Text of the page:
Originally published in July 2009 issue of India Currents. Read online version here.
A thirty-something Indian guy, I woke up one morning feeling invincible. The back didn't hurt when I bent over the sink to brush my teeth. The arm didn't ache when I pulled out the medicine drawer where I keep my Calcium Tums. I even squeezed the juice out of a lemon with bare hands, an erstwhile impossible feat. So when my neighbor Jim told me they were one short for a ball game, I said "Take me on!" But my wife, a world-renowned killjoy, chased me into the closet where I was changing.
"You are not fit to play basketball. Look at you, you are a cartoon."
"Honey, today, I feel like the ultimate athlete. I'm craving for action. Don't stop me for your own good!"
"Listen, your enthusiasm is delightful. Just channel it towards something in your league - maybe Carom board? Mini-golf? Bocce ball?"
I only smiled, because I knew exactly what it takes to shock her out of her cynicism. Oh yeah, I had been planning this all along. I shooed her away and changed into my secret game wear. When I stepped out again she was, just as I expected, shocked.
"You look different. Something is missing …"
"You bet. Guess what?"
"Your potbelly! What happened to it?"
"Gone, baby, gone." It was there just minutes ago, magic! The utter confusion on her face was worth all the trouble. Now, I was ready for a good game. But when I got to the court, I realized this wasn't only about fun. It was also about responsibility. I was the only Indian in the bunch. I was representing motherland (whether motherland likes it or not.) Now, I could imagine what Sachin Tendulkar feels every time he walks out to bat. I must be the best, soon as I learn how to play this game.
"Have you ever played basketball in your life?" Jim asked me.
Something in his tone suggested I did not. All right, so I never did, but I was not going to take that snobbish remark lying down. I wanted to wipe that smirk off his face even it calls for a little untruth. I remembered a tip from a compulsive liar friend of mine about how the word absolutely projects confidence, I replied:
"Absolutely! I played for my school."
"All right, so you can drib, right?"
What the hell was drib? Isn't the game just about tossing a ball through a hole?
Big Mike interrupted us. "Jim, we have a problem. Dark shirts everywhere!"
Jim and Mike pondered over the problem of too many dark shirts. I didn't quite follow what appeared to be, at worst, some kind of a laundry issue. Jim spoke up. "Ok, listen up, guys. We are picking teams – Jim's HotDogs vs. Mike's Burgers. But, too many dark shirts here. Can't tell teammates from opponents. Solution - one team wears shirts and the other goes shirtless."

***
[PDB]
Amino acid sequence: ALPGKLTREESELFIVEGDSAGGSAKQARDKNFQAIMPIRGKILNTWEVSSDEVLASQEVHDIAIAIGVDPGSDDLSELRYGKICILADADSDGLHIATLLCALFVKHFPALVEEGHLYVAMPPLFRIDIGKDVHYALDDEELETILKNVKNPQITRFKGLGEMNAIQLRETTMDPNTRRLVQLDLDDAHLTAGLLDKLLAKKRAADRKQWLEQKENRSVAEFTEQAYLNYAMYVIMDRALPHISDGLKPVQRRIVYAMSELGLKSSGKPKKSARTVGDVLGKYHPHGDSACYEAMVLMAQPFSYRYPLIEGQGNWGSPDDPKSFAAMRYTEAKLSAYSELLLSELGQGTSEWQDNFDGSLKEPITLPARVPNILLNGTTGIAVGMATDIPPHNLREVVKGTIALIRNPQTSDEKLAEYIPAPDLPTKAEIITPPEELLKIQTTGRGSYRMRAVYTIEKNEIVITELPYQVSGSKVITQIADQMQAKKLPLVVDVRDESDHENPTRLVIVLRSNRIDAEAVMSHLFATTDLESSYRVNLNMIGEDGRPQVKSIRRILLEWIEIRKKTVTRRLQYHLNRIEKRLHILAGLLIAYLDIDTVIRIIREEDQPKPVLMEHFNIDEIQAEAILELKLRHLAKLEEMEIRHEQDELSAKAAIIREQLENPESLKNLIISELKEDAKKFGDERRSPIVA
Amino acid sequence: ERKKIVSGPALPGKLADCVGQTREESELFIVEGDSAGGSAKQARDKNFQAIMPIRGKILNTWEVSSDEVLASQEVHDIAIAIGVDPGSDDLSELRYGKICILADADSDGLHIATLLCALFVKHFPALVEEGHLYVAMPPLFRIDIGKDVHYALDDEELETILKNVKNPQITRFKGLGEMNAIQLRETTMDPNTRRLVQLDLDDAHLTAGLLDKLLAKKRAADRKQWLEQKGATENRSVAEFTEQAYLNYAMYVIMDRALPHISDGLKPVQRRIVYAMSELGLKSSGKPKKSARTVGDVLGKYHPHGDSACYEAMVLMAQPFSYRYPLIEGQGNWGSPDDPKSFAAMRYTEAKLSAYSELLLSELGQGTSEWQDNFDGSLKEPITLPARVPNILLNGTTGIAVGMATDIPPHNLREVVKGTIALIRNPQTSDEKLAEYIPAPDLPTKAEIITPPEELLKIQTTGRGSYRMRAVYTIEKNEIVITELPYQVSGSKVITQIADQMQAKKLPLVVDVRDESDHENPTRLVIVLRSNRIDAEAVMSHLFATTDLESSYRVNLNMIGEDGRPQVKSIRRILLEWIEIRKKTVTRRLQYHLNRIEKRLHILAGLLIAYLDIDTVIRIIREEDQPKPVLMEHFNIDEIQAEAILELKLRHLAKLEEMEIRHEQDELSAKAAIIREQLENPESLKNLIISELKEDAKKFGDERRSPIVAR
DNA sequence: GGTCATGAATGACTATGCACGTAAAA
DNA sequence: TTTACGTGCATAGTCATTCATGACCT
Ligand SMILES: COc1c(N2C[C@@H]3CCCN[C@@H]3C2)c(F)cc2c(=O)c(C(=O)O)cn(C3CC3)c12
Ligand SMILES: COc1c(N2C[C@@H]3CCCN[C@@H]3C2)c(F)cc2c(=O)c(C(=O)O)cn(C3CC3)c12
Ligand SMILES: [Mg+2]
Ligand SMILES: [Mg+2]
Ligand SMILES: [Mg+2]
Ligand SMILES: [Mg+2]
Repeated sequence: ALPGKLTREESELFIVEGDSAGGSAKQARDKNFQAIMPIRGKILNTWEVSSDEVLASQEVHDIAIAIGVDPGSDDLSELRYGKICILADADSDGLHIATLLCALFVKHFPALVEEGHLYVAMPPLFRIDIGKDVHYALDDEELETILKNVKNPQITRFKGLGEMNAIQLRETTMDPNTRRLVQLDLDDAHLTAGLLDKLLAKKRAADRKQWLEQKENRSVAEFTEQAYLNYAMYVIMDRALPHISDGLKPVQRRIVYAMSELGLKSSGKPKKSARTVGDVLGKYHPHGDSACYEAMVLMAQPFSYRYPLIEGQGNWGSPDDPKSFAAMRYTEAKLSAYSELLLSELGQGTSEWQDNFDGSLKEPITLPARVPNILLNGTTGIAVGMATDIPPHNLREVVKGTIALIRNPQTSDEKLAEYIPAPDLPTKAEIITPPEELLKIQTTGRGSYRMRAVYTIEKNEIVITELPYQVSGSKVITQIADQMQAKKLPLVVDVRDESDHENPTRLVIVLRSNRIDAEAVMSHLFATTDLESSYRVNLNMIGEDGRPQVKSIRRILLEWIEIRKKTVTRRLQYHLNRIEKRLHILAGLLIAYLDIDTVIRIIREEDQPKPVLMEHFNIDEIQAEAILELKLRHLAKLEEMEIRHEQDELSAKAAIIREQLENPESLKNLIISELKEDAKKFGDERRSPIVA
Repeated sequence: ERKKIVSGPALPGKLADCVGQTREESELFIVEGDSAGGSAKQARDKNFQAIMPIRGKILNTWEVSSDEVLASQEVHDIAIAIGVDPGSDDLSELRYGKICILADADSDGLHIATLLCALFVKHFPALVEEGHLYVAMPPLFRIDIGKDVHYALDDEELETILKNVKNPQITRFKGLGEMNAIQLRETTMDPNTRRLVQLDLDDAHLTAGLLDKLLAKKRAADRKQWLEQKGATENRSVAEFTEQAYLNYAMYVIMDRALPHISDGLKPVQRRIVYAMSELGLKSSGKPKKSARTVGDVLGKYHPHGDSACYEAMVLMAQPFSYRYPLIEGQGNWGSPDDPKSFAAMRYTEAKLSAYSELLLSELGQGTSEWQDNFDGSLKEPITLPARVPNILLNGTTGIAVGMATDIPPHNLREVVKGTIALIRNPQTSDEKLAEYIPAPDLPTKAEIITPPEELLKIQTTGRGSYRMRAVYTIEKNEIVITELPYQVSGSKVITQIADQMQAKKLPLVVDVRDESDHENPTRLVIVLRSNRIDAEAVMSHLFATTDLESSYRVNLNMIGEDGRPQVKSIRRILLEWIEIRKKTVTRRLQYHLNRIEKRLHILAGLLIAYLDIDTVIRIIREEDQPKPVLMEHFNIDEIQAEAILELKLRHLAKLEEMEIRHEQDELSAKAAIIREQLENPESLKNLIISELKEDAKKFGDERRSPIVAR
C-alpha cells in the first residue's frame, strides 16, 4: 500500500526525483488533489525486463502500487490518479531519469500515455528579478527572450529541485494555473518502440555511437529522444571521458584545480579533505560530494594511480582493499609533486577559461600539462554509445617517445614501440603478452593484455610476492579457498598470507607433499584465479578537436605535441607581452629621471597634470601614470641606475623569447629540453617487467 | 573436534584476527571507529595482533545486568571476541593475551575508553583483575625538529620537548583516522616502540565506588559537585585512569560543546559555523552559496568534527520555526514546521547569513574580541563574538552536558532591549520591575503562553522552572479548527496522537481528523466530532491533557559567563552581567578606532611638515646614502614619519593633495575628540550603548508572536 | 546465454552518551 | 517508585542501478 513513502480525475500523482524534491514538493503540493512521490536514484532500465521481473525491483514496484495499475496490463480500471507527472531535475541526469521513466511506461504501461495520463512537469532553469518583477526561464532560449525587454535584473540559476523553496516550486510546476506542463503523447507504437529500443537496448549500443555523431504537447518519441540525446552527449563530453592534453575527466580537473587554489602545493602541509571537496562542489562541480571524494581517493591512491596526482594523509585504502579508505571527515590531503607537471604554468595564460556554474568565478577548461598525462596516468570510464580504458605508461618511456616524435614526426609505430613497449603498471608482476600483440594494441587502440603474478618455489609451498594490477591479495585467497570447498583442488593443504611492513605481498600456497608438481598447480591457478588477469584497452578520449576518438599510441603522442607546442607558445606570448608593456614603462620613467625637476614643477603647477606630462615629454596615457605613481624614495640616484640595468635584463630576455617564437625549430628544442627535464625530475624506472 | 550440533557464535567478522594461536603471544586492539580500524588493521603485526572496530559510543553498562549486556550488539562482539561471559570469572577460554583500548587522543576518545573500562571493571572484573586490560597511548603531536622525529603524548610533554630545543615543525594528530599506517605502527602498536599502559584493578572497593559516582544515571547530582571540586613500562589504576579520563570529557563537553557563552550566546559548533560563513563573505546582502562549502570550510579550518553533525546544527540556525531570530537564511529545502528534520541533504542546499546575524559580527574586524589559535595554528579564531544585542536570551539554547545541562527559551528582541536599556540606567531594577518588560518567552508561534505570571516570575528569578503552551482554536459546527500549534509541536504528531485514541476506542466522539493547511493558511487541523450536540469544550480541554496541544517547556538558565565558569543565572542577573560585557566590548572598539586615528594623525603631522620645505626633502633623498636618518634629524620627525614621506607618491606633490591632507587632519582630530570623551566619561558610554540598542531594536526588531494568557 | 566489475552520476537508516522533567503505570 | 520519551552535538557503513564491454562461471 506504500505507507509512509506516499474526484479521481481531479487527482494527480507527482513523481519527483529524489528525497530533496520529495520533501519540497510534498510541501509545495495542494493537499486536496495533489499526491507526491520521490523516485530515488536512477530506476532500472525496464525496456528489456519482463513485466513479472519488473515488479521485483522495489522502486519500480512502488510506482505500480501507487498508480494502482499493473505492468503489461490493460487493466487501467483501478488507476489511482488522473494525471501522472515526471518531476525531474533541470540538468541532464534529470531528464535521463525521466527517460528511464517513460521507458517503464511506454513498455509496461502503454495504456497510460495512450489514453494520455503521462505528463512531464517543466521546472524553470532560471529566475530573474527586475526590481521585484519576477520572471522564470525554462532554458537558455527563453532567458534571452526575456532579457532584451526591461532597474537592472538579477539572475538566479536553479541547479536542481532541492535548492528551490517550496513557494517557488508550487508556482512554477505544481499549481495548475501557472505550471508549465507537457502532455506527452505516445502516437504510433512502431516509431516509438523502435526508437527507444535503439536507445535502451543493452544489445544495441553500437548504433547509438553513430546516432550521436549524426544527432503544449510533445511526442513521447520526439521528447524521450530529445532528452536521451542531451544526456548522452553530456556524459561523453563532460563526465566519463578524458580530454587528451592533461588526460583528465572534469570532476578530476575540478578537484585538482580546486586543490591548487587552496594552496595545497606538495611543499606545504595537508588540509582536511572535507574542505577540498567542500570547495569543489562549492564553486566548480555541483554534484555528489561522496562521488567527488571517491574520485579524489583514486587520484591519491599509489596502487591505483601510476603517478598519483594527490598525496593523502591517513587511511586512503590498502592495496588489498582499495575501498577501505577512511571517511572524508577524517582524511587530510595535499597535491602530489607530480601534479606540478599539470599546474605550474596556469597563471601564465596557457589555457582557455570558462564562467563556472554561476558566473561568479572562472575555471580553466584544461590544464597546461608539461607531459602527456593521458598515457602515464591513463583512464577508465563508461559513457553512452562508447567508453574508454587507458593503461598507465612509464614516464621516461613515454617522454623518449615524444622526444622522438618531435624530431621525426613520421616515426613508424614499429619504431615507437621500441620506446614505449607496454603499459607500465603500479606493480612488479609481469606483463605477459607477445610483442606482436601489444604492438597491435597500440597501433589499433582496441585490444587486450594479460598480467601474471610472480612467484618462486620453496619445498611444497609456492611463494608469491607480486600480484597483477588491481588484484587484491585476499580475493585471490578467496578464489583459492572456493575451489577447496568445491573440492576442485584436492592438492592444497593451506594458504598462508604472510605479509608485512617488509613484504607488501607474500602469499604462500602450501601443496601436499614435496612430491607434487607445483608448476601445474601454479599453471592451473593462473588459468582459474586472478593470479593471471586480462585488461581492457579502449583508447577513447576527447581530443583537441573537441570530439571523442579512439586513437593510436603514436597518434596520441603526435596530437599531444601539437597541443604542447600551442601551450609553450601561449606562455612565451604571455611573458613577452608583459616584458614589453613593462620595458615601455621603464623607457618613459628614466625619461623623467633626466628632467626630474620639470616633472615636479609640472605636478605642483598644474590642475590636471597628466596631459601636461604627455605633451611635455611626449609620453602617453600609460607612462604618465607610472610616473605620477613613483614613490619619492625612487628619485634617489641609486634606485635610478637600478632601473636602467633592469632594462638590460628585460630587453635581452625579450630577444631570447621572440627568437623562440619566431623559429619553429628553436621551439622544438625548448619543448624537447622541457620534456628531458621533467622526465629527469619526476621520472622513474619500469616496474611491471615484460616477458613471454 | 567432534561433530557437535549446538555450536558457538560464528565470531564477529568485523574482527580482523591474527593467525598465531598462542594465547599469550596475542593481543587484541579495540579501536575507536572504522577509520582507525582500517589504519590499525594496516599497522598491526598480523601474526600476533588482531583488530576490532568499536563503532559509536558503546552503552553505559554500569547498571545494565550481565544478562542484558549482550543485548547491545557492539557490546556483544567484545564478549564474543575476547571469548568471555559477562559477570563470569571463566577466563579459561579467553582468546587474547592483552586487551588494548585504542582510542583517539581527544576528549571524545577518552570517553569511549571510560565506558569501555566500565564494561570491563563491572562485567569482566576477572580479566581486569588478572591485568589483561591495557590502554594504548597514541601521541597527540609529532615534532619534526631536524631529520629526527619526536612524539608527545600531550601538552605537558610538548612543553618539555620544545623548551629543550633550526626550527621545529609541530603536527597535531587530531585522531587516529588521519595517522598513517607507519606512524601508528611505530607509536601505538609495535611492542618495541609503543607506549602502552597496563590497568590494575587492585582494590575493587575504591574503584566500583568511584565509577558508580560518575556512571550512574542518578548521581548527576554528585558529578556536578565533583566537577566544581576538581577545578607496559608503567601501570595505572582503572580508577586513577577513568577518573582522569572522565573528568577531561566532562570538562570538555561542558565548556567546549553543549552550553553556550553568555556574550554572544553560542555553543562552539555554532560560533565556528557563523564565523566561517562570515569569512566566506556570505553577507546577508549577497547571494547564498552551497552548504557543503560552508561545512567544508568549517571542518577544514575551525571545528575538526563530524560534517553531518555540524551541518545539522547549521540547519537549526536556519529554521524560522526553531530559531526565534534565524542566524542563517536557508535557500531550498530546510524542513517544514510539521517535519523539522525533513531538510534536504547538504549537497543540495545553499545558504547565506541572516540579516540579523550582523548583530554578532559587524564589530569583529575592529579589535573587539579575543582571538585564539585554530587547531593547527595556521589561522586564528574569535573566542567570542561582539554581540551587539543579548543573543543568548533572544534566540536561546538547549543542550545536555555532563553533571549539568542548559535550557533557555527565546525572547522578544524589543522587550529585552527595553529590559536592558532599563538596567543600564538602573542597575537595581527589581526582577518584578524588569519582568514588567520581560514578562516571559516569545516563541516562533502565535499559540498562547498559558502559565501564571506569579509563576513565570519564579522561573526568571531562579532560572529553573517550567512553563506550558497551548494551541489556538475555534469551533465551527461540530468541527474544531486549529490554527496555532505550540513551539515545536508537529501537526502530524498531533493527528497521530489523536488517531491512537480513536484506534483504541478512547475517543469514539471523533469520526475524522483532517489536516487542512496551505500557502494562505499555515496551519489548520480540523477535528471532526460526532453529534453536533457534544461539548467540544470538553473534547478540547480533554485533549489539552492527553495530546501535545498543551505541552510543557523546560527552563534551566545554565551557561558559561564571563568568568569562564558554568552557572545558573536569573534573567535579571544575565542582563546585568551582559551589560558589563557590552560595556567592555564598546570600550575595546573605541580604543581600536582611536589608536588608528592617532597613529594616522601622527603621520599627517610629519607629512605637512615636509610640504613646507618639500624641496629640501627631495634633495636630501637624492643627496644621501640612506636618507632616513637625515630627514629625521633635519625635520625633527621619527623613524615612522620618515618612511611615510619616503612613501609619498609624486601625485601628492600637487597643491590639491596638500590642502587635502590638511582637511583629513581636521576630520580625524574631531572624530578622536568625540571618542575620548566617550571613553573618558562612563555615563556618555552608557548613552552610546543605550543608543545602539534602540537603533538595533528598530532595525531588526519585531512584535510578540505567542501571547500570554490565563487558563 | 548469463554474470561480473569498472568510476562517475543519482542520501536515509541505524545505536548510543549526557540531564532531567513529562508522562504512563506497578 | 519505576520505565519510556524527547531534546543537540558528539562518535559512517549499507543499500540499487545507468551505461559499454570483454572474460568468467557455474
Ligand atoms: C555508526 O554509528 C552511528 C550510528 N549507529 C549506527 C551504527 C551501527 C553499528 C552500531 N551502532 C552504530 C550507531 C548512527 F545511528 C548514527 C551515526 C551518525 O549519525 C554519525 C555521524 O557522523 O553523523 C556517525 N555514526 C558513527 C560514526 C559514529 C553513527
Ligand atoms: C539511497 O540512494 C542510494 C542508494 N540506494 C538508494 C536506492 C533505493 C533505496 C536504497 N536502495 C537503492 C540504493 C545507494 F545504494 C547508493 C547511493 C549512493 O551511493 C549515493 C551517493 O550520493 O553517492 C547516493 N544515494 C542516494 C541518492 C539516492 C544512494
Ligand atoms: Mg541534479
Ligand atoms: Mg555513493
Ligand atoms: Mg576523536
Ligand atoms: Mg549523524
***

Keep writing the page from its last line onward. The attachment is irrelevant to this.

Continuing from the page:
Shirtless! God, no! It better not be my team …
"The Burgers keep their shirts. HotDogs, lose yours." NO!
I spoke to Jim alone. "You know, Jim, I like burgers more than hot dogs. Ethically speaking, I should play for Mike's team."
Jim looked surprised. "You are a vegan, what do you care? Anyway, I got you here, so you are in my team."
"Ok, do I really have to take my shirt off?"
"Relax bro! Do you see any chics here? All right, Dawgs, shirts off!"
All the HotDogs removed shirts except me.
"Come on! Take your shirt off." Jim barked.
Reluctantly, I stripped and got the anticipated reaction. Jaws hit the floor.
"What the hell … is that tape?"
"Holy Cow! He taped down his belly!"
I cleared my throat. "Cosmo, November issue. Main idea is to keep it from flopping around."
"Doesn't it hurt when you peel it off?" John asked.
"Not clear Scotch tape. Cellophane tape rips the hide off," I winced. "I wish they mentioned this little detail in the Cosmo article."
"Can I borrow your Cosmo, please?" John pleaded.
Mike whistled. Whew, the game was finally starting. Jim grabbed the ball and threw it in my direction, bouncing off my midriff and knocking me over. He frowned, and called me aside.
"Ok, new job. Hustle!"
"What is hustle?"
"Just stay aggressive. Follow the ball."
I hustled like a dog spinning around snapping at its own tail. I tore up and down the court, in the process grasping the concept that no one ever passes the ball to the guy whose only job is hustling. It is like the substitute player in cricket who fields all day, hauls the drinks, massages cramped butts, but is denied complete batting and bowling privileges. But, ultimately, it didn't matter because in a fastbreak opportunity, I tripped over my shoe laces and tore my ACL. They carried me home where my wife, who answered the door, reminded one of a wide-eyed Goddess Kali ready to perform a human sacrifice.
Two weeks later, I was lying on the operating table while the surgeon stuffed a fish-like tissue through a hole in my knee. He didn't say where the cadaver tendon came from, but my wife said she spotted a graveyard next to the hospital (a rather mutually beneficial arrangement, now that I have to time to reflect upon it).
They handed me a spreadsheet about what to expect in the long road to recovery.
Ducking objects chucked by spouses
Picking up your goods while keeping your eyes on the other side in a Mafia suitcase-exchange rendezvous
Even though I am a Western toilet user in America, I needed to finally learn this sitting down method. Not really efficient, but at least I don't need to wipe off footprints from the seat after every usage. On the bright side, the doctor just told me who the donor was – a farmer from Houston countryside. I have a white Texan's ligament screwed to my bone. Heck, I'm part born American. Happy independence day!